Farmers manage 71% of Britain’s iconic countryside, and are dedicated to enhancing and protecting the environment, maintaining habitats for native plants and animals, maintaining footpaths, protecting watercourses and supporting wildlife species. Without fertile soils, farming is not productive. That’s why British farmers prioritise the protection and management of soil.
Soil is a farmer's greatest asset as we know that healthy soil means healthy yields, a healthier environment and resilience to future climate change.
Farmers naturally recognise the importance of soil as keeping fields in good condition ensures sustainable production in the future.
Crop rotation is just one way in which farmers can help soil fertility. Bioenergy production gives the opportunity to diversify the crop rotation, benefiting IPM and soil health as well as supporting food security, investment and environmental benefits.
Today, at the Devon and Cornwall soils alliance meeting, the Environment Agency has published a report which it says aims to widen understanding about the state of soils.
“Farmers have an inherent interest in maintaining their land in good condition and in assuring its long-term fertility and productivity.
“Farmers manage approximately 71% of the landscape in England and are therefore key, not only to help maintain and enhance our environment, but also produce high quality safe and affordable food.
“Recent years have seen an increasing interest in, and wider adoption of, practices designed to protect and enhance soil quality by farmers like the use of reduced tillage technology so soil is not overworked and damaged, cover cropping to reduce soil erosion and replenish nutrients essential for crop growth, and the use of low impact machinery to reduce soil compaction, which can improve root growth and make it easier for water to penetrate the soil.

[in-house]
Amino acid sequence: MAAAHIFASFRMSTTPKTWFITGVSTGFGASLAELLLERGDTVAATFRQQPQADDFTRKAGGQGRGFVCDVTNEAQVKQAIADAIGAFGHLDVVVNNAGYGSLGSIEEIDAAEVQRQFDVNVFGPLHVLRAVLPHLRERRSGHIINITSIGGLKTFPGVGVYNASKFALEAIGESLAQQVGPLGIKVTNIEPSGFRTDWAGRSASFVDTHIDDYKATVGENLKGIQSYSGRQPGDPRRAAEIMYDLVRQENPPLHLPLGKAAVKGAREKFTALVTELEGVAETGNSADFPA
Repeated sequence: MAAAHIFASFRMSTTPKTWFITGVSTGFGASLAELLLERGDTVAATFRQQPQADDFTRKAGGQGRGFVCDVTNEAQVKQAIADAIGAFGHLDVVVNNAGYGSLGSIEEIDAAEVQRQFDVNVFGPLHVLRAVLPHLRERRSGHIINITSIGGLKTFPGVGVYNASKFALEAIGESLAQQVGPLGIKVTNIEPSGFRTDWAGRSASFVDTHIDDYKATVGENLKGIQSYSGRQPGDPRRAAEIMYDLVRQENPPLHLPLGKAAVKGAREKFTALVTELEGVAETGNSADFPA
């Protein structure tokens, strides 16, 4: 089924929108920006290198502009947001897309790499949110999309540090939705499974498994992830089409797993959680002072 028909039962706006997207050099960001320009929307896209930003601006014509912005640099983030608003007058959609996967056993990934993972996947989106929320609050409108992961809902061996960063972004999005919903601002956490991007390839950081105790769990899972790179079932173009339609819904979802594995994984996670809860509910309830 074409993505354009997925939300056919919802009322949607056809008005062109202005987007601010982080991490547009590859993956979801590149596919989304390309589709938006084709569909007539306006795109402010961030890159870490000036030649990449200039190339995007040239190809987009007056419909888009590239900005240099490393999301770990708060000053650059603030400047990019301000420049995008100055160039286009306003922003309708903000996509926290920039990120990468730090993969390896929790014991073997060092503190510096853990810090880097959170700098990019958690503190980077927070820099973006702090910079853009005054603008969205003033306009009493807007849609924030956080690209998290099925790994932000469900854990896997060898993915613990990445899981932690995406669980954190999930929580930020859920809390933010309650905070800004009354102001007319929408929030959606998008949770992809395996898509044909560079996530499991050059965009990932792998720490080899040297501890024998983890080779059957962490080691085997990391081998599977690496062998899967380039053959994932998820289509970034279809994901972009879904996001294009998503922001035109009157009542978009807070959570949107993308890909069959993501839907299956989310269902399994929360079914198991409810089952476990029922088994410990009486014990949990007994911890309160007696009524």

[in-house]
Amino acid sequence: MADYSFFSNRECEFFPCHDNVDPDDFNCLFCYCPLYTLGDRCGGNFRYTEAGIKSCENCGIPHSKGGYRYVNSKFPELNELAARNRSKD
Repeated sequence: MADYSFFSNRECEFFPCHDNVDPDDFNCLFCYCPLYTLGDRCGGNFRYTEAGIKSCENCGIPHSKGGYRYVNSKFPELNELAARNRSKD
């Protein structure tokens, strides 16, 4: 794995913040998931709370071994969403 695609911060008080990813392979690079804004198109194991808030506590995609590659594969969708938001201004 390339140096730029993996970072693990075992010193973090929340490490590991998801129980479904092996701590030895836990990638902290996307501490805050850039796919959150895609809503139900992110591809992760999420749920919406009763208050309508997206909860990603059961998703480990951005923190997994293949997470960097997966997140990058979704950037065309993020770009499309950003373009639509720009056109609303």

“Progress could be slowed if farmers are not supported in the new system of public money for public good. It is imperative that farmers are rewarded for agricultural management practices that maintain and improve soil.”
Last December, the NFU launched its Farmed Environment report ‘United by our environment, our food, our future’ which contained a section on the importance of soil. You can read the report here.
Farmers are increasingly aware of the link between good soil management and increased productivity.
Defra’s 2018 Farm Practices Survey showed that 74% of farms know the soil type for each of their fields and 35% keep track of the organic matter content of their soil. The more farmers know about their soils, the better placed they are to actively make strategic management decisions to maintain and improve the health of their soil, from informed choices about cultivation methods and crop rotations to decisions regarding the input of organic matter.
The use of compost and digestate can help improve soil organic matter, reduce the use of manufactured fertilisers and means more material is recycled into the land.
Soil is an extremely complex system and there is still much to be researched and learned on a practical scale. Soil biology thrives when the chemical and physical conditions are correct. Soil chemical properties (like nutrient content and acidity/alkalinity) and physical properties are the most commonly measured elements.
Biological parameters are more difficult to measure and understand. Soils are host to very diverse and complex ecosystems – some species like earthworms are known for breaking down organic matter and reducing soil compaction, while nitrogenfixing bacteria around the roots help fix this vital nutrient required for plant growth.